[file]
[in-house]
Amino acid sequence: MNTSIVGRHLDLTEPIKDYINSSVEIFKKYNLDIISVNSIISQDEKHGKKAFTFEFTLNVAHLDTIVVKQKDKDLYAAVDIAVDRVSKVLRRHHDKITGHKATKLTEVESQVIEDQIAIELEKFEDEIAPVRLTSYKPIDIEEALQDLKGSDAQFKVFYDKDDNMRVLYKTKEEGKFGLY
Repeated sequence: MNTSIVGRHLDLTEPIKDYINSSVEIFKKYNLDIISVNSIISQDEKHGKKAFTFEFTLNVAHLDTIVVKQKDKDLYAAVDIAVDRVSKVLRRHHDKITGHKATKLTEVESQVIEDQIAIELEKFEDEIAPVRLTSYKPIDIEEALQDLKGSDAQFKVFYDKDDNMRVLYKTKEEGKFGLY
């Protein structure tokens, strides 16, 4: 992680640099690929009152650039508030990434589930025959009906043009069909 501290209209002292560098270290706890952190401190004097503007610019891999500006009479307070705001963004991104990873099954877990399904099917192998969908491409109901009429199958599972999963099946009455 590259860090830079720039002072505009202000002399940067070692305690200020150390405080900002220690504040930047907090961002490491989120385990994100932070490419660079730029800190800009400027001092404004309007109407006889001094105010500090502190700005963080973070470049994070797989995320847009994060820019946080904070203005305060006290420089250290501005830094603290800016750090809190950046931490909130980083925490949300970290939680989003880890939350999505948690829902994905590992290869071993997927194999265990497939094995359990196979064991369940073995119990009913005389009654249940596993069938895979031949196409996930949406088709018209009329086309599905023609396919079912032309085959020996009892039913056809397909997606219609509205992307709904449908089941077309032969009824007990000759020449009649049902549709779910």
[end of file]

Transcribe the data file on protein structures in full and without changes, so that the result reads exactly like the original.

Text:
[in-house]
Amino acid sequence: MNTSIVGRHLDLTEPIKDYINSSVEIFKKYNLDIISVNSIISQDEKHGKKAFTFEFTLNVAHLDTIVVKQKDKDLYAAVDIAVDRVSKVLRRHHDKITGHKATKLTEVESQVIEDQIAIELEKFEDEIAPVRLTSYKPIDIEEALQDLKGSDAQFKVFYDKDDNMRVLYKTKEEGKFGLY
Repeated sequence: MNTSIVGRHLDLTEPIKDYINSSVEIFKKYNLDIISVNSIISQDEKHGKKAFTFEFTLNVAHLDTIVVKQKDKDLYAAVDIAVDRVSKVLRRHHDKITGHKATKLTEVESQVIEDQIAIELEKFEDEIAPVRLTSYKPIDIEEALQDLKGSDAQFKVFYDKDDNMRVLYKTKEEGKFGLY
């Protein structure tokens, strides 16, 4: 992680640099690929009152650039508030990434589930025959009906043009069909 501290209209002292560098270290706890952190401190004097503007610019891999500006009479307070705001963004991104990873099954877990399904099917192998969908491409109901009429199958599972999963099946009455 590259860090830079720039002072505009202000002399940067070692305690200020150390405080900002220690504040930047907090961002490491989120385990994100932070490419660079730029800190800009400027001092404004309007109407006889001094105010500090502190700005963080973070470049994070797989995320847009994060820019946080904070203005305060006290420089250290501005830094603290800016750090809190950046931490909130980083925490949300970290939680989003880890939350999505948690829902994905590992290869071993997927194999265990497939094995359990196979064991369940073995119990009913005389009654249940596993069938895979031949196409996930949406088709018209009329086309599905023609396919079912032309085959020996009892039913056809397909997606219609509205992307709904449908089941077309032969009824007990000759020449009649049902549709779910």